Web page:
What is it about?

A statement is a lie if it is believed to be false. But what about promises and other 'speech acts', like questions, requests and declarations? This study analyses the conditions under which a promise can be a lie. It introduces a distinction between insincere intentions (you don't intend to do what you promised) and insincere beliefs (you don't believe you will do what you promised). The relevance of this distinction is then tested with a survey, showing that English speakers call a lie any promise accompanied by either insincere intentions, or insincere beliefs, or both.

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Why is it important?

- Extends the definition of lying to explicit performatives - Develops a general account of insincerity that applies to every speech act - Introduces a distinction between insincere beliefs and insincere intentions in promising, showing how this relates to lying - Shows that English speakers classify as lies promises with sincere intentions (as long as they involve insincere beliefs), and promises with sincere beliefs (as long as they involve insincere intentions)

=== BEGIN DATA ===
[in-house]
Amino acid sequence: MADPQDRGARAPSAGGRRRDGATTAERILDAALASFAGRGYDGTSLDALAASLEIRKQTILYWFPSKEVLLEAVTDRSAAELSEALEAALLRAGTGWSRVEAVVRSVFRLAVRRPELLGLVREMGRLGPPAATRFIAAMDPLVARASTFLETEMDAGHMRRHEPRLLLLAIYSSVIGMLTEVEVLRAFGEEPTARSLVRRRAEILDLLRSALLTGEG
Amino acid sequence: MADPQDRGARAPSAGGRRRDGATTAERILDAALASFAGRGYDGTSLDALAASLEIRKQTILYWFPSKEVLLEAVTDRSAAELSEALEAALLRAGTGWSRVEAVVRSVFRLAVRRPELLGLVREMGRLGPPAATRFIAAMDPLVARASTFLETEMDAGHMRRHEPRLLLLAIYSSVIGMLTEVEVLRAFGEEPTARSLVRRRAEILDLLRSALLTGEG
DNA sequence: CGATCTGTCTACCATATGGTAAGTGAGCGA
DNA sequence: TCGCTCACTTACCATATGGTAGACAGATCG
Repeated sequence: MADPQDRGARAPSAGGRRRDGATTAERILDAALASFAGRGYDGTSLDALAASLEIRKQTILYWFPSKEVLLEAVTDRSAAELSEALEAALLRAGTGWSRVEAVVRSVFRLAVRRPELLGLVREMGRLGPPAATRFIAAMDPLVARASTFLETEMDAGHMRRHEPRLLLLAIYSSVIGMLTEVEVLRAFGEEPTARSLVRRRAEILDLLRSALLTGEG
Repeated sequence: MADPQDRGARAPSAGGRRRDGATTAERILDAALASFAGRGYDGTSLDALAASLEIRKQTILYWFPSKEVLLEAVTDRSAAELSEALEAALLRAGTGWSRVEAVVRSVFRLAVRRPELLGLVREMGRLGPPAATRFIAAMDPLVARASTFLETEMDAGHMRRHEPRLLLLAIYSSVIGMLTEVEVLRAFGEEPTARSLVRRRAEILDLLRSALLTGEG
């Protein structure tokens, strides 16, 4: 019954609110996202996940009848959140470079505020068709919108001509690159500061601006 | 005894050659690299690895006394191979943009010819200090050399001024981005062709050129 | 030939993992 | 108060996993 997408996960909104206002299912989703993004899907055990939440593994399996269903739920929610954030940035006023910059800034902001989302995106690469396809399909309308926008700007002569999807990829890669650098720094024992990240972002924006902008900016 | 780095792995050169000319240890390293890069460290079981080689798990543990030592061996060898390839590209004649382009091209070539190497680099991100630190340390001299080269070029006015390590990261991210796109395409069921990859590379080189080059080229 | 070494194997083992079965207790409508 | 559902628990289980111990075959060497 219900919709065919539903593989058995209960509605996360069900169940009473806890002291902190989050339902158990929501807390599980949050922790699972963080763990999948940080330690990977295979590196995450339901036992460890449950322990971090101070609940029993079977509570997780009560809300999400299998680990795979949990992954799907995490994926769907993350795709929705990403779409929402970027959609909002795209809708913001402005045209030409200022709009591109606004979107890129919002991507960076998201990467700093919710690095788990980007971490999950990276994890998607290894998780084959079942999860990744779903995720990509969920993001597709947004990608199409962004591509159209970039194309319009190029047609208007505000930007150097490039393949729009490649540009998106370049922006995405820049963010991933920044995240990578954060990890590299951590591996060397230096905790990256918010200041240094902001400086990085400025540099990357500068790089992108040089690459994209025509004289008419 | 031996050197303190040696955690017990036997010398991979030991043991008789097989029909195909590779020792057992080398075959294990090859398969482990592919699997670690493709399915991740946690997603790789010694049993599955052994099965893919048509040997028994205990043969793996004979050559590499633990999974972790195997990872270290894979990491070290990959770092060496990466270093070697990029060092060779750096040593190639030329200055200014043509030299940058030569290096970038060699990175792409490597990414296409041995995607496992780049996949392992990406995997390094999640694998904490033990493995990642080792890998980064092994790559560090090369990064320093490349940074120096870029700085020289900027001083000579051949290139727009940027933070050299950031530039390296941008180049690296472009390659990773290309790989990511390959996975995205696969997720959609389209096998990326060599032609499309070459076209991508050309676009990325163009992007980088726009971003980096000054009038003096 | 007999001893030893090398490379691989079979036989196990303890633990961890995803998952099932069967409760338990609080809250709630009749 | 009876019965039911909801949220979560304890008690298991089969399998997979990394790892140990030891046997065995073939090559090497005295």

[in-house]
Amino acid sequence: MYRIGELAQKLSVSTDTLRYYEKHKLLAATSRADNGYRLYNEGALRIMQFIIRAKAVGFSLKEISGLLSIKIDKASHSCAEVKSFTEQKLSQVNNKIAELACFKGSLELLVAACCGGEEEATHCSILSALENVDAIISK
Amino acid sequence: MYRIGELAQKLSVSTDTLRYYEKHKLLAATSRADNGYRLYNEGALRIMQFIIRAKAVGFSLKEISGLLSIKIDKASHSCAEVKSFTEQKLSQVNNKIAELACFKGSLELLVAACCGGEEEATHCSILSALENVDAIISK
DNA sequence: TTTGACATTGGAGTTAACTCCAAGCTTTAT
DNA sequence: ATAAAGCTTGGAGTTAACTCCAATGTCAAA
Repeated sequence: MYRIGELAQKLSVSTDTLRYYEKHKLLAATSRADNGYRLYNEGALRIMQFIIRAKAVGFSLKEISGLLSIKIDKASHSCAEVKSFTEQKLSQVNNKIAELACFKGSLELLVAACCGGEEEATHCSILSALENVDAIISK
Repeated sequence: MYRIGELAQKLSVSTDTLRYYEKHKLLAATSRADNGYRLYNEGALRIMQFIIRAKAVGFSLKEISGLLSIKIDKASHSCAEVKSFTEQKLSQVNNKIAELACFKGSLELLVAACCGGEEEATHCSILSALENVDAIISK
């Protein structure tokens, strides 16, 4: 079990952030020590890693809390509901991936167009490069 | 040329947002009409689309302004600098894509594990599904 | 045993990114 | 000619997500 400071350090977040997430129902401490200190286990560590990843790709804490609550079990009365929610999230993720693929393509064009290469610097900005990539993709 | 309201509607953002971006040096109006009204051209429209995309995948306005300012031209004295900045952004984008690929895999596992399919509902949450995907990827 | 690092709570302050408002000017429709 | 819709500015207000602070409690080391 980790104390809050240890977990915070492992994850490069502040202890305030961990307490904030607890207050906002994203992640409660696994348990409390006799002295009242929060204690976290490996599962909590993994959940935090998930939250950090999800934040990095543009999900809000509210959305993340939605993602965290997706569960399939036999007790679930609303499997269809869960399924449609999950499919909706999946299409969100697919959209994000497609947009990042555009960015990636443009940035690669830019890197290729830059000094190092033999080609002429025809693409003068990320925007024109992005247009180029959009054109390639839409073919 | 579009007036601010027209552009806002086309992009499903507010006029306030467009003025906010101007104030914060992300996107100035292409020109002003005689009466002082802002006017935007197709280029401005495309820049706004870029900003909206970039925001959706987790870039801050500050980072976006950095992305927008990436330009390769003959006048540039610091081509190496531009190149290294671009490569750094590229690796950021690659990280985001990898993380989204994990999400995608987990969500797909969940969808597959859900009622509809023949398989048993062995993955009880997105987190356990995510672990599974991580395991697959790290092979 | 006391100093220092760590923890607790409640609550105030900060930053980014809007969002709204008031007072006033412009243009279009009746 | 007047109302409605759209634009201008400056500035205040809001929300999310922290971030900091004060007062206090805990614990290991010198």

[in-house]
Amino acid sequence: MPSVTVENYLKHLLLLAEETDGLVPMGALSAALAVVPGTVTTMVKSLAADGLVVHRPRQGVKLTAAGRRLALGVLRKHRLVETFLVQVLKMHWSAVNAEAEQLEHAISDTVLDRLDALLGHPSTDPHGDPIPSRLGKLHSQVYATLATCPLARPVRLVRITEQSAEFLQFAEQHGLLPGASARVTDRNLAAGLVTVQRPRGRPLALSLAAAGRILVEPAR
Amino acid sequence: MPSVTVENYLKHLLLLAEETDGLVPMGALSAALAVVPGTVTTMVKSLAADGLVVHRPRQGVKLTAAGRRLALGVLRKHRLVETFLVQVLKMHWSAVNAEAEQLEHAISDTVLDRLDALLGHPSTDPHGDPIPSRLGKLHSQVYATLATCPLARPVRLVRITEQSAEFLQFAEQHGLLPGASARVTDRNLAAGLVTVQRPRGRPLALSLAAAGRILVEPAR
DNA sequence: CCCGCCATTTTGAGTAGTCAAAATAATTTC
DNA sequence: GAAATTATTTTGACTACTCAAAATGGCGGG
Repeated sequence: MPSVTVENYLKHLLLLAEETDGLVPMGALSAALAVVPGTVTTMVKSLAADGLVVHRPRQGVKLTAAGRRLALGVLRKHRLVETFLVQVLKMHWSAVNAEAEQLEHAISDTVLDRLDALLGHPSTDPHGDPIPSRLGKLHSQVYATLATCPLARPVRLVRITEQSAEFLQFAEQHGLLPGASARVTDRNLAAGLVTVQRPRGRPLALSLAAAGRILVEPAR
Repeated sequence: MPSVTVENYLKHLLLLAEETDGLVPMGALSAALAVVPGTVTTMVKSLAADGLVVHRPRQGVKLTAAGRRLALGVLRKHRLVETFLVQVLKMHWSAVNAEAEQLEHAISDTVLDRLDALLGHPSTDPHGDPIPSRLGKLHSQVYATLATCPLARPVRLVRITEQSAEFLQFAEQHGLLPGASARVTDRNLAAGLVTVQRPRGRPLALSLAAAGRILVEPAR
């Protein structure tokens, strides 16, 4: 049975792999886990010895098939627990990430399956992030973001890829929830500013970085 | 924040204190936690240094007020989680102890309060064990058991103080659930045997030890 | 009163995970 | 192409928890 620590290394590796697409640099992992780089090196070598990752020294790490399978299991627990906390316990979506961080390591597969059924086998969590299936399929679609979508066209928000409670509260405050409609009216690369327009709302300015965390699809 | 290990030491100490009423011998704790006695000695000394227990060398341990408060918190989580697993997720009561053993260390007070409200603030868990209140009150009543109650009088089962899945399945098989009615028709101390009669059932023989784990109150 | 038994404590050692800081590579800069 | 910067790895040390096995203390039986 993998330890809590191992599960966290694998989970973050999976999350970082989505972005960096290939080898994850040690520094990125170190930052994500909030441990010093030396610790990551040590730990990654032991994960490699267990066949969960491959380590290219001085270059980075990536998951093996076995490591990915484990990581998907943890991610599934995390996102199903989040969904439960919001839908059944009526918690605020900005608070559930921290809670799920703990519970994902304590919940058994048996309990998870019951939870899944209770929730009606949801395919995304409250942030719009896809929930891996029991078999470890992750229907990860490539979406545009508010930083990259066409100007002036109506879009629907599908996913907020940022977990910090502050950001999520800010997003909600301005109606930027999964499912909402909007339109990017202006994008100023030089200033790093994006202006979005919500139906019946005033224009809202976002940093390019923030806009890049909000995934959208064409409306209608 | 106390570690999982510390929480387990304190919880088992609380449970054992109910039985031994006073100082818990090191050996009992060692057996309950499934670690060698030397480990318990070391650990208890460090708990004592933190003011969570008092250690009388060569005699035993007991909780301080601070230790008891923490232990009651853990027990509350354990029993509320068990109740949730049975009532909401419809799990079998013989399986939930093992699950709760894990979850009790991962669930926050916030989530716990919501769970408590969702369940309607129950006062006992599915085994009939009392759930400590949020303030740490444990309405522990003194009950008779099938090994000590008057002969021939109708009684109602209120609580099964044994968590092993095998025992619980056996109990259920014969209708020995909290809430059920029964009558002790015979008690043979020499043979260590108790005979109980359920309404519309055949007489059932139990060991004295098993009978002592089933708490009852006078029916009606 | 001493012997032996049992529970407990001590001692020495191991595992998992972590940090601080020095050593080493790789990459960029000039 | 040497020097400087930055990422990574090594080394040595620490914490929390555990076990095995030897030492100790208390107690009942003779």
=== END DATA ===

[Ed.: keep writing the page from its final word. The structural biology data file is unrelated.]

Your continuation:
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This page is a summary of: Lying by Promising, International Review of Pragmatics, January 2016, Brill, DOI: 10.1163/18773109-00802005.
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